It's National Pollinator Week (June 20-26, 2011), which makes it a good time to pause, consider all the good that the creatures that pollinate our flowers do for us, and lend a hand to their colorful cause.
The best known pollinators, and the most commercially important, are honeybees. About one-third of our food crops is pollinated by honeybees, and commercial beekeepers have been struggling for years with the malady known as colony collapse disorder, which each winter has killed off a substantial percentage of the nation's bees. Backyard beekeeping is a fast-growing hobby in the U.S.
Related: How to Start Beekeeping
But the world of pollinators is much broader than just honeybees, which are native to Europe. Native bees like orchard mason bee, as well as butterflies and moths, flies, beetles, hummingbirds, bats and other creatures pollinate flowers, allowing those plants to reproduce and create fruits and vegetables.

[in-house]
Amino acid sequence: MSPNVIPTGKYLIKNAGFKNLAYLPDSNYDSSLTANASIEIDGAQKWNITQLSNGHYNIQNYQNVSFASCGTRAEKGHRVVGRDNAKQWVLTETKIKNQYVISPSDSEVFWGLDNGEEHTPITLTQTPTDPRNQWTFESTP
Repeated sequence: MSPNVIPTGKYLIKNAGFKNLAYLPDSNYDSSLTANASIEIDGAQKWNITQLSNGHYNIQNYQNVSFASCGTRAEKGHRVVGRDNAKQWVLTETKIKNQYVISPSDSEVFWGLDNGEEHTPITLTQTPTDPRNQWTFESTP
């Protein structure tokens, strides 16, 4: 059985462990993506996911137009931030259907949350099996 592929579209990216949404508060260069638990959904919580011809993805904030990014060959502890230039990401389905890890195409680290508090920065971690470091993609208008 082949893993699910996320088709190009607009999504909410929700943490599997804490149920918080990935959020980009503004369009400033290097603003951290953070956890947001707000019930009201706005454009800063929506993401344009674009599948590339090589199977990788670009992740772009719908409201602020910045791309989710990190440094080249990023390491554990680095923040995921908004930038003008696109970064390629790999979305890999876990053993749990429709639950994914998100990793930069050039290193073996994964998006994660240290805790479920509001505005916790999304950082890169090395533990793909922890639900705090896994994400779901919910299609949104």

Many of these native pollinators are in decline, too, though the data documenting their plights is scarce compared that for honeybees.
The simplest and most enjoyable thing most people can do to help pollinators is to plant a colorful butterfly garden. Butterflies are bright, as are the flowers that attract them, so it's no sacrifice to choose the plants that feed native butterflies when planting a flower garden.
Plug in your zip code at pollinator.org to download an easy-to-use pollinator planting guide that recommends specific flowers, vegetables and other plants that are most beneficial for your region. Because pollinators are adapted to feed on specific plants, you'll want to consult with a guide like this before planting your butterfly garden.
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